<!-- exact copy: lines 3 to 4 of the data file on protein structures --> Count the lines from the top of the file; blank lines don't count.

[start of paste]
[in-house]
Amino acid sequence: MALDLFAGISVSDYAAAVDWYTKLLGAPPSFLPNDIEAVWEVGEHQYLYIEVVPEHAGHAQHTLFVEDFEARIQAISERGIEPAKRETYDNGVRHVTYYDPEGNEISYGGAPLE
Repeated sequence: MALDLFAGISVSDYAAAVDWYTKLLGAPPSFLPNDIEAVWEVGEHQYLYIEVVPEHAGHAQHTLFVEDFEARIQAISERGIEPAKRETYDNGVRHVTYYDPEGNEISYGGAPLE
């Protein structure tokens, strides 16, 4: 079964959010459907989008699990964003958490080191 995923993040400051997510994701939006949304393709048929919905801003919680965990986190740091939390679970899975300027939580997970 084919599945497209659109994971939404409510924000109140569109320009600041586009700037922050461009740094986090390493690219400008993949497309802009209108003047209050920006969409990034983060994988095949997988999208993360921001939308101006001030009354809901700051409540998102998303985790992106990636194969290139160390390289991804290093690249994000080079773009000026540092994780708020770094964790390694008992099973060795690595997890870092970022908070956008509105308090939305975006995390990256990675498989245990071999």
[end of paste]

Repeated sequence: MALDLFAGISVSDYAAAVDWYTKLLGAPPSFLPNDIEAVWEVGEHQYLYIEVVPEHAGHAQHTLFVEDFEARIQAISERGIEPAKRETYDNGVRHVTYYDPEGNEISYGGAPLE
């Protein structure tokens, strides 16, 4: 079964959010459907989008699990964003958490080191 995923993040400051997510994701939006949304393709048929919905801003919680965990986190740091939390679970899975300027939580997970 084919599945497209659109994971939404409510924000109140569109320009600041586009700037922050461009740094986090390493690219400008993949497309802009209108003047209050920006969409990034983060994988095949997988999208993360921001939308101006001030009354809901700051409540998102998303985790992106990636194969290139160390390289991804290093690249994000080079773009000026540092994780708020770094964790390694008992099973060795690595997890870092970022908070956008509105308090939305975006995390990256990675498989245990071999």